Archive for the ‘Making Robots’ Category

Getting Started in Robotics

June 6, 2009

Hello again. This is Robotchef with this weeks article about robotics. This week we are going to discuss several ways to get started in robotics.

So how do I get started?

Get Help!
The single most important bit of advice I can give to a budding roboticist is to get help. Any activity is more fun when done with a group of like minded people. Such a group of people can offer help and encouragement as you work on your project. In addition you get to see their projects grow.

There are several ways to find this kind of help. Firstly, look for a robot group in your area. In the previous post I mentioned The Robot Group which operates in the Austin, TX area. The Dallas Personal Robotics Group operates out of the Dallas, TX area. The easiest way to find such a group is to use your favorite search engine with the words “robot” and the name of the city where you live.

If a live robot group is not a good choice for you, there are still a lot of live resources you can tap into. One such resource is forums. Forums are a kind of bulletin board. As a member, you post an article. Other members read your post and can make comments on it. For example, you could ask for recommendations for a micro-processor developers kit and get recommendations from other members of the forum. One such forum is the Society of Robots. (Hint: Forums can be a very useful way to find out about a lot of things. Try looking for forums the next time you are stumped by a problem.)

Still another way to find information is newsgroups. Newsgroups are a predecessor of forums that date back to the beginning of the internet. Newsgroups generally require a bit of software to gain access and you may have to pay to access the service. Most e-mail clients support newsgroups. You will want to contact your internet service provider about newsgroups to see if that is included with your service. A guide on how to get started is here. Here is a sample list of robot related newsgroups.

Lastly, another live way to use the internet to connect with people and learn about robots is e-mail lists. A simple way to look for such a group is to go to groups.yahoo.com or groups.google.com and type “robot” in the search area. Another way is to use your favorite search engine on the terms “robot” and “mail list”.

Membership in such a group is not requirement to build a robot, but it can add a lot to your robot building experience. After you get the hang of robot building, be sure to help other new members of whatever group you join.

Read!

Besides the internet, there are many many books on the subjects for robotics. Everything from getting started to the latest techniques in navigation or using robotic limbs to manipulate delicate objects.

For beginners, I personally recomend Mobile Robots by Joseph L. Jones and Anita M. Flynn. This is the book I got started with. Even if you do not want to build the two example robots in the book, you can learn a lot about the techniques used for motor control, sensors, and other things. As a note, it appears that the second edition of Mobile Robots is the subject of a lawsuit between Anita M. Flynn and the publisher A.K. Peters. All things being equal, I think I would recommend the first edition of the book.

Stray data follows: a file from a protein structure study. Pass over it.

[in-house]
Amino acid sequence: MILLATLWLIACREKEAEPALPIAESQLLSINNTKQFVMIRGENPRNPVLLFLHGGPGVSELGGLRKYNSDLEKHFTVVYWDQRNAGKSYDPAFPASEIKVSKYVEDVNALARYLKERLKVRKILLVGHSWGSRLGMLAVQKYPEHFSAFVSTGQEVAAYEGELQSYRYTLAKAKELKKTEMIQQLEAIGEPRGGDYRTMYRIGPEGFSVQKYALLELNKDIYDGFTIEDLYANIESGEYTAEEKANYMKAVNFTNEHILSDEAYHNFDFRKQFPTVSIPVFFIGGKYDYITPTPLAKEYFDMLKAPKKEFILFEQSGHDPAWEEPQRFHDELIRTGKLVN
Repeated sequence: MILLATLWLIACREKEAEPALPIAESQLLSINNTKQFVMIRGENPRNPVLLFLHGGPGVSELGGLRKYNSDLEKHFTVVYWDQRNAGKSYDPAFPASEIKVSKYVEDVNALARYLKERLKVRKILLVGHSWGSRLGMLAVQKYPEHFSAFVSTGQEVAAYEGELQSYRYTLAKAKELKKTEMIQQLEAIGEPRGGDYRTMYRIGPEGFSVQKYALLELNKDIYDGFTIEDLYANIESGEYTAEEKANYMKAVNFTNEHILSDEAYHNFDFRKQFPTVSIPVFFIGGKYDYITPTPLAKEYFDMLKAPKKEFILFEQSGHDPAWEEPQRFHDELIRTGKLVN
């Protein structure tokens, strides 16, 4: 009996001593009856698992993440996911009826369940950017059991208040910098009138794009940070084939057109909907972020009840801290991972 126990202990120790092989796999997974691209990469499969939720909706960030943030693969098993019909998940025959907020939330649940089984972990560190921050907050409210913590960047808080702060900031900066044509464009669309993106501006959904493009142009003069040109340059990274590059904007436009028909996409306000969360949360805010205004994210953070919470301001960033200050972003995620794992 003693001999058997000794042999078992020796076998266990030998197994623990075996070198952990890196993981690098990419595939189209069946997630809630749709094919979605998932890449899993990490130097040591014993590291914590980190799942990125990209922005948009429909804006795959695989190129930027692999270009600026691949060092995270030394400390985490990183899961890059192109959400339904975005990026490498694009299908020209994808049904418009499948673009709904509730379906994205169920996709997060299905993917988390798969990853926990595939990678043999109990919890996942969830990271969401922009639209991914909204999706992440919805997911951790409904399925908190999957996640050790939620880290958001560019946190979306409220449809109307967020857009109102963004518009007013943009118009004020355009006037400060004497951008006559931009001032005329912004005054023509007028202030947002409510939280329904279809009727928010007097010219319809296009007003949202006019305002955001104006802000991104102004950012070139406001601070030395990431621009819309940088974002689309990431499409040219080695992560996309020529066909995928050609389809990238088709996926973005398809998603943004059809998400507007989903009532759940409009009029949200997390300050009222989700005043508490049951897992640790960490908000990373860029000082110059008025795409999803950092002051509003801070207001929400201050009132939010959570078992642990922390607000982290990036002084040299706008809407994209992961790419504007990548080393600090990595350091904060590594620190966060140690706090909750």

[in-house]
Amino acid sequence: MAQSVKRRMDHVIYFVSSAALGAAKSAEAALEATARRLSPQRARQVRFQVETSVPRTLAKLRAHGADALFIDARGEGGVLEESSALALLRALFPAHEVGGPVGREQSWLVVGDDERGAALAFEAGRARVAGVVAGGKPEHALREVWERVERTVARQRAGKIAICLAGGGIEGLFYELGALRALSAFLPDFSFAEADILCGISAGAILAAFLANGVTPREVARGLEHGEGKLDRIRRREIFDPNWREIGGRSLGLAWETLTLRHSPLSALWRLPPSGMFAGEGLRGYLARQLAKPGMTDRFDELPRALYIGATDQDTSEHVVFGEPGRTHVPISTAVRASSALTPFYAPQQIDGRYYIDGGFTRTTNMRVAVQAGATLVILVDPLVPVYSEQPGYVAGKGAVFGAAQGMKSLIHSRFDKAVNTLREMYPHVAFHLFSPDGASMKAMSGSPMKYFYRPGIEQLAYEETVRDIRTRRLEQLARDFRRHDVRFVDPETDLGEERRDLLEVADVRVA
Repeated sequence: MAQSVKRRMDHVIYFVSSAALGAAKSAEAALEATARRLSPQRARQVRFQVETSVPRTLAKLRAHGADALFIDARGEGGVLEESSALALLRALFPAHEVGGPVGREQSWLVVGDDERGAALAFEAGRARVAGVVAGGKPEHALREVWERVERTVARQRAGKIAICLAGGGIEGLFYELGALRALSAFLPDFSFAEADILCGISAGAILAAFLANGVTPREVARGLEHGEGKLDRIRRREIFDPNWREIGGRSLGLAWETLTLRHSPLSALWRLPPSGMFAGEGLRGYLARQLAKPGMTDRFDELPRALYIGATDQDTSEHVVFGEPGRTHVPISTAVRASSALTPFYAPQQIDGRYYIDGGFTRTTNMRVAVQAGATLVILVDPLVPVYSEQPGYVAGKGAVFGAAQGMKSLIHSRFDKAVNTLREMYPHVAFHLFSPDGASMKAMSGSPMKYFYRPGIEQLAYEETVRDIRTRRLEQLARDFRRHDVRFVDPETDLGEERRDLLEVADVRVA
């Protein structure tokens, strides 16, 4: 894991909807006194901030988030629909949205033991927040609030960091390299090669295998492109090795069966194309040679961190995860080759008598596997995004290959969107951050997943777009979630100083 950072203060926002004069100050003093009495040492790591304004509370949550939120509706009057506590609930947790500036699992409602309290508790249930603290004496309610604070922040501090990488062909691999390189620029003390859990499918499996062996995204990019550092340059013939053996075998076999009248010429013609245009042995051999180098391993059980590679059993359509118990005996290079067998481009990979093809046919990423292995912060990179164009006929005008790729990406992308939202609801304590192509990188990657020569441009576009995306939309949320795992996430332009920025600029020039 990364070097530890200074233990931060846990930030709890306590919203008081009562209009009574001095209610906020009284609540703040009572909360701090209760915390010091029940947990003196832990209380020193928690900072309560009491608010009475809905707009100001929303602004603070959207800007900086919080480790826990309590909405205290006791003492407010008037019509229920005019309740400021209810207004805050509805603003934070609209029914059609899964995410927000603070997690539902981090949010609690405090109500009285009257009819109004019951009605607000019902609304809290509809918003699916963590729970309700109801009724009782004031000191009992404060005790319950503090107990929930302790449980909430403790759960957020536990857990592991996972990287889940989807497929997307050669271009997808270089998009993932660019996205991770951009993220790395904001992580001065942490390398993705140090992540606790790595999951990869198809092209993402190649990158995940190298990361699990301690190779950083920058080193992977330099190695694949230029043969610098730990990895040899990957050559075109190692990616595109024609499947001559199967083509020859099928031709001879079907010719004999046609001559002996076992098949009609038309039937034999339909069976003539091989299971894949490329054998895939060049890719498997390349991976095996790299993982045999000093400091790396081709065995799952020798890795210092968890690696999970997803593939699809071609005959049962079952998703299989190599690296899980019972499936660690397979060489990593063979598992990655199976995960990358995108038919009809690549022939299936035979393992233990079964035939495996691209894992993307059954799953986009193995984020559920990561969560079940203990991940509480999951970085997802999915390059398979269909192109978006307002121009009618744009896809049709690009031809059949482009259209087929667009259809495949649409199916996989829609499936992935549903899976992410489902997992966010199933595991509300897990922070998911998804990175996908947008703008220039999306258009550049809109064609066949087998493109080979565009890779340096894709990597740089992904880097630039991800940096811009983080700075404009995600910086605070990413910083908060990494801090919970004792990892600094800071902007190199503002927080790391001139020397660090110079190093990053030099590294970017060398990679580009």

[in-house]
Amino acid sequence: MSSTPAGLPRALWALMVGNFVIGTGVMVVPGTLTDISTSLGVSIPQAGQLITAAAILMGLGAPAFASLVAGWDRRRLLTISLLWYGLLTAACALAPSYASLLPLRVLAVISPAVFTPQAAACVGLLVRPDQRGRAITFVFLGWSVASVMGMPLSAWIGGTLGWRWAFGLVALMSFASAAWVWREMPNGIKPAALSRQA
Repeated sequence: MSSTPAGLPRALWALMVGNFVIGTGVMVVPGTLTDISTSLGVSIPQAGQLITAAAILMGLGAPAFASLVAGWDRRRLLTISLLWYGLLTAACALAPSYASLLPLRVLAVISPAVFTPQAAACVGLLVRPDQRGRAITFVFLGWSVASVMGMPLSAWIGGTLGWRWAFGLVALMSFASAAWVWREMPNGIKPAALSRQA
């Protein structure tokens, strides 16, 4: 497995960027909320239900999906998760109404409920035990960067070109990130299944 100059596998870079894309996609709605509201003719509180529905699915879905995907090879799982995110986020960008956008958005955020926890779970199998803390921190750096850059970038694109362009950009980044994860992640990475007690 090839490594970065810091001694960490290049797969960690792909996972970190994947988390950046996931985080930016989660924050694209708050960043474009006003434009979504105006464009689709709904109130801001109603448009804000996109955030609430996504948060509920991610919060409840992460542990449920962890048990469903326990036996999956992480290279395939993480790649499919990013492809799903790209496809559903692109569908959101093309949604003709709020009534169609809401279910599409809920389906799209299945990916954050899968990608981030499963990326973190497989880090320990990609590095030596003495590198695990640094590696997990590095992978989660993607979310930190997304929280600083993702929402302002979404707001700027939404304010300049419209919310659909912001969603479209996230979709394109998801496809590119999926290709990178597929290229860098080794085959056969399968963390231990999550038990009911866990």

In addition to books, there are also several magazines of interest to the robot building community. Two of these are Nuts and Volts and Servo Magazine

Finally, you should never forget the WWW. In addition to the forums, newsgroups and e-mail lists discussed earlier, there are Wiki’s, blogs and just plain old fashioned web pages. These will cover general robotics and also specific technologies that go into making a robot. (For example using accelerometers for dead reckoning navigation or a tilt sensor.)

OK, but how do I get started?

Right you are! There are three ways to get started right away. You can buy a kit. You can take an existing bit of electronics and ‘hack’ it or kit bash it. Lastly you can build one up from scratch.

Robot Kits

The world has a plethora of robot kits ready for you to build and requiring a range of skill. The great grand-daddy of all robot kits is the Heathkit Hero. A more recent but also wildly successful kit is the LEGO Mind Storms. Once again the internet is your friend and a search on your favorite engine can give you nearly endless lists for kits of all difficulties.

Kits are convenient. All the parts needed usually come with the kit along with detailed asembly instructions. All you need are some tools and some time. The downside to kits is that you may spend more time building them then in undestanding the principles used to make the kit work.

Hacks and Kit Bashing

The word hack has a long and varied history. In the case of this blog it refers to one of two things. Firstly hacking can be the art of taking an existing system, such as the iRobot Roomba. Check out “Hacking the Roomba“, and many other websites for things you can do with these little guys.

Kit bashing is the art of taking several kits and making something totally different or something far in excess of the original intent of the kits. It is a term that comes over from the Model Building community, but applies well to robotics.

As a homework assignment, I would have you look around you for things that you could hack. A good place to look is the toy department of whatever store you are in.

From Scratch

“In order to make an apple pie from scratch, you must first create the universe.” Carl Sagan

Of course you can always build your robot from scratch. You, and only you, get to make every decision of design. Will it be pink? Will it have a flame thrower?